At Thunder Tree, the Hakka hawker stall serves thunder tea rice that changes with the seasons.
The usual suspects that go into making the traditional dish is often switched up. Co-owner Cai Xiaoxi shares that long beans or mani cai (sayur manis) might be swapped for sweet potato leaves or other unorthodox greens – it all depends on the harvest from Fireflies Farm, her family-run organic farm.
“I always say that my vegetables are very hole-y,” jokes Xiaoxi. Thunder Tree uses overstocked vegetables from the farm, or crops that no one wants to buy. Her family wants to provide food that people can enjoy with peace of mind. This means keeping to strict rules: no killing, no pesticides, no herbicides, no insecticides, and no growth-inducing hormones.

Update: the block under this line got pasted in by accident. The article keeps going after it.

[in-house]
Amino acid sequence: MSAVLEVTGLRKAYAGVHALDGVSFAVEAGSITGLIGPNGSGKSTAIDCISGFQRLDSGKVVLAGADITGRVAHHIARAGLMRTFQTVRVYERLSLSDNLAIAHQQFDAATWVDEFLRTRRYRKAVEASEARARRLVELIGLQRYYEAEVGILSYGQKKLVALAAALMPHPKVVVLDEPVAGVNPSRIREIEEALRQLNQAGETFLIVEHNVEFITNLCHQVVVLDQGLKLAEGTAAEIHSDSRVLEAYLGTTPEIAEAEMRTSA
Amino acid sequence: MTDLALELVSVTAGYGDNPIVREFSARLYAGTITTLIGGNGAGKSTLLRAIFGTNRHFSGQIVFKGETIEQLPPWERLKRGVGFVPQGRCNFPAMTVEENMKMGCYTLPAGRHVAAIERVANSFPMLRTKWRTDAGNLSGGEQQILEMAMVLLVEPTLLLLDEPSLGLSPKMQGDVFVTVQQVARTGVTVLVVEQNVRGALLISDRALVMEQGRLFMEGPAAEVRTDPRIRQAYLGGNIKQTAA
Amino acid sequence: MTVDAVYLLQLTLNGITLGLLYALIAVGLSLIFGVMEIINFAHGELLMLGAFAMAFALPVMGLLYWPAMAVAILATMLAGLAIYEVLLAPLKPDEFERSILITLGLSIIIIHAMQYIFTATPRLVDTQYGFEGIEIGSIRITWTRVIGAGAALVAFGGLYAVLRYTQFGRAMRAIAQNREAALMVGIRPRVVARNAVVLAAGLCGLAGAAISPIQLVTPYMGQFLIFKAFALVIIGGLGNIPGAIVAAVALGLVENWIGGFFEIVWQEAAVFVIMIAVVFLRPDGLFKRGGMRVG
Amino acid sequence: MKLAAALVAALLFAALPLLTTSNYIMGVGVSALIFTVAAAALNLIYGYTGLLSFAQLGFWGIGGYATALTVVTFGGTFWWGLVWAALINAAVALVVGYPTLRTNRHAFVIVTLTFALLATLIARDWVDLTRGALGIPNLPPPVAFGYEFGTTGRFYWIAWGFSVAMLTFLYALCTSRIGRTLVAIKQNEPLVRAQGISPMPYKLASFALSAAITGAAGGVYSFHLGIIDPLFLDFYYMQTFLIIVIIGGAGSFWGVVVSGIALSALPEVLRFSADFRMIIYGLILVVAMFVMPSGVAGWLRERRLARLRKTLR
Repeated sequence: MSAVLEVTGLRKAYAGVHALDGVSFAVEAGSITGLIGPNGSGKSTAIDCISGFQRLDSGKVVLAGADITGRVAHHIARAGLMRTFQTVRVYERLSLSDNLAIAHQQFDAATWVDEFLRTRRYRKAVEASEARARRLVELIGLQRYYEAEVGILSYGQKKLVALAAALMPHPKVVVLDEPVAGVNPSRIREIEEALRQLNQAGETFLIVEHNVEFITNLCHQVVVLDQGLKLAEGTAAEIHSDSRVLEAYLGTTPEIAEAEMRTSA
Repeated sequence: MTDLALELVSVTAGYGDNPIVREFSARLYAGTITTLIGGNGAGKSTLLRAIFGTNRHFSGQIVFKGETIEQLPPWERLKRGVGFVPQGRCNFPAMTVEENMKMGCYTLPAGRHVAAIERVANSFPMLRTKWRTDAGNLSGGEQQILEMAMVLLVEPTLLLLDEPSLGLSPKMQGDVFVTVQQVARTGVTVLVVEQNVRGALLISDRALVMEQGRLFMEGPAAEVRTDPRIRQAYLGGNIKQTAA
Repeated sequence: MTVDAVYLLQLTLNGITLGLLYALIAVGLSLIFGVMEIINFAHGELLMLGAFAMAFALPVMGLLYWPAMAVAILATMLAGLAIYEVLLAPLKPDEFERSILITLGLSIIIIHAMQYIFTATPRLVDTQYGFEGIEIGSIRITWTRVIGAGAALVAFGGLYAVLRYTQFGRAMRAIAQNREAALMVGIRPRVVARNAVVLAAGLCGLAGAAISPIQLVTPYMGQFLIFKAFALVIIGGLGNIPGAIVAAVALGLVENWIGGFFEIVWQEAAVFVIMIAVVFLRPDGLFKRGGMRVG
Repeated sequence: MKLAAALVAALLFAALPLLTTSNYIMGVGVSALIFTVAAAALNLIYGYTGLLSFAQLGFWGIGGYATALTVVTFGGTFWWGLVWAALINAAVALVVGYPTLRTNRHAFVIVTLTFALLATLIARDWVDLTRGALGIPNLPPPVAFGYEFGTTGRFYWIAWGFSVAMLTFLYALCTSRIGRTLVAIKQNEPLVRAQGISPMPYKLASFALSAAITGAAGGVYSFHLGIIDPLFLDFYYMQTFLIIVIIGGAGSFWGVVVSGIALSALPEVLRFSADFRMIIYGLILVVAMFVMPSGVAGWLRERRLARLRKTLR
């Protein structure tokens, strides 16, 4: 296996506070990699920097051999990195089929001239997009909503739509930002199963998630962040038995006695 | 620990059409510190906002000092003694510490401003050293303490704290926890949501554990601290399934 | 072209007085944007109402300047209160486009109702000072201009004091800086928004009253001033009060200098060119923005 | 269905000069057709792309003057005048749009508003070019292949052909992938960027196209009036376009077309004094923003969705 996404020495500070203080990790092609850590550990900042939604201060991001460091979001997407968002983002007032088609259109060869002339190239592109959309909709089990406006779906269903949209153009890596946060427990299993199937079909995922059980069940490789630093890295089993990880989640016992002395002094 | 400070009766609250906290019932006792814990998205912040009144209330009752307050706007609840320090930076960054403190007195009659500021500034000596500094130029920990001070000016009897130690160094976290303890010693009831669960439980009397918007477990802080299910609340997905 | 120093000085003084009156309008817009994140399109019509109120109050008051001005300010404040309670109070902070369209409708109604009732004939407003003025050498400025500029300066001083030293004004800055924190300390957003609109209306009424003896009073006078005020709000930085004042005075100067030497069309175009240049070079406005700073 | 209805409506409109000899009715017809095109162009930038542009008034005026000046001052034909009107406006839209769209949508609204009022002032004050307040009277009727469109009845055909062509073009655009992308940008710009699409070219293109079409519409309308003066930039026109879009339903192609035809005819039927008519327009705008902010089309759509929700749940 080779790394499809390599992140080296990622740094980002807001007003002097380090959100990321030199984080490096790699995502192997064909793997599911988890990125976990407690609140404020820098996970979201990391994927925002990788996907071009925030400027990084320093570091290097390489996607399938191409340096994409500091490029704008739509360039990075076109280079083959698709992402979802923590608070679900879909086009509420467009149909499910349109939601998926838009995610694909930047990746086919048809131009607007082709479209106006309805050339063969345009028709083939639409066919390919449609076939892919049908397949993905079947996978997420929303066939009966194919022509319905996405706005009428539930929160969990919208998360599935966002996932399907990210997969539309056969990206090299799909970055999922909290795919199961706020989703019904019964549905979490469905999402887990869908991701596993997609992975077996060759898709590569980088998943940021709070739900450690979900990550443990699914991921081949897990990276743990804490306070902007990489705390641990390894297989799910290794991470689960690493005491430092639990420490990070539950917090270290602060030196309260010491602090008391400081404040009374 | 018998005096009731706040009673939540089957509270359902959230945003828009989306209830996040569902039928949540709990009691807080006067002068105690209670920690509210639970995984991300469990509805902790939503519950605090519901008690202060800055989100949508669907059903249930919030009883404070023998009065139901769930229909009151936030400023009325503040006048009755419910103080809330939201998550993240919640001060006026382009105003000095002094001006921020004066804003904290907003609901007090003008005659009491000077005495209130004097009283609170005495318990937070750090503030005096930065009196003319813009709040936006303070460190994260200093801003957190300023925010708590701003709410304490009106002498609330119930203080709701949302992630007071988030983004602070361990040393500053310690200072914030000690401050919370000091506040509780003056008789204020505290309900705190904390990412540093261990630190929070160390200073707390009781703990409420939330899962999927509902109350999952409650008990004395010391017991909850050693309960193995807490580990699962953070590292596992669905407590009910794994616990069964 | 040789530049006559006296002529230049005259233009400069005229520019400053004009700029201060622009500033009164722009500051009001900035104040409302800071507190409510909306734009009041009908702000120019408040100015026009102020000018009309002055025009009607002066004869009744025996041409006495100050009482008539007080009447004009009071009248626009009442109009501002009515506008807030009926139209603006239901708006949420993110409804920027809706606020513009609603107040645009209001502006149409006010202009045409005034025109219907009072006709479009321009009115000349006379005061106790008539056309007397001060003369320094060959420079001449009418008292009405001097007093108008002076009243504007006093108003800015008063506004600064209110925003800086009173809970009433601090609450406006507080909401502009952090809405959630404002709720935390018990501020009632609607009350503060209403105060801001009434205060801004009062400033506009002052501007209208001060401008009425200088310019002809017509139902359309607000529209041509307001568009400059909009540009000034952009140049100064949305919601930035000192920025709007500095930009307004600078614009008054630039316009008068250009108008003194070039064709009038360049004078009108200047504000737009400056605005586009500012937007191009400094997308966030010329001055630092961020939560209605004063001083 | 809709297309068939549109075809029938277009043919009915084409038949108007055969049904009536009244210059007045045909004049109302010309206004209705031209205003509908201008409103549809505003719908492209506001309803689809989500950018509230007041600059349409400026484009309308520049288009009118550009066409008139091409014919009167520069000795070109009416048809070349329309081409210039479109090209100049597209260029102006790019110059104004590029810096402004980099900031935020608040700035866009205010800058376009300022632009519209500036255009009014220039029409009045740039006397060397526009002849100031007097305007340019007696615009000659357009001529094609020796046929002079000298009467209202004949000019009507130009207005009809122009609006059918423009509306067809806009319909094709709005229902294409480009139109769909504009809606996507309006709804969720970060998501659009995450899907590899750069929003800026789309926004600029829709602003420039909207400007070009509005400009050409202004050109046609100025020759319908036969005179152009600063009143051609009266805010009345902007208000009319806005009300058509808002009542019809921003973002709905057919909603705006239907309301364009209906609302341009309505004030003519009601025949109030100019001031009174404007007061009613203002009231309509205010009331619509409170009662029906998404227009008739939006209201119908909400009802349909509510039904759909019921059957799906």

“We want to work towards living in tandem with nature, where every single living being on the farm is respected and given the rightful space to grow,” explains Xiaoxi.
Even the vegetable scraps generated from the stall are collected and sent back to the farm, where it is composted and used to nourish the next batch of crops.
But the farm didn’t always operate on this green philosophy.
When Fireflies Farm first started in 1998, chemicals like insecticides were used. The turning point came when the family realised how harmful conventional farming methods can be: close contact to chemicals deformed the fingers of Xiaoxi’s mother.
“Being on the farm, you know exactly what the chemicals are doing to the ecosystem,” says Xiaoxi. “How does it feel when you know that it’s in your hands; that you are responsible for doing this?”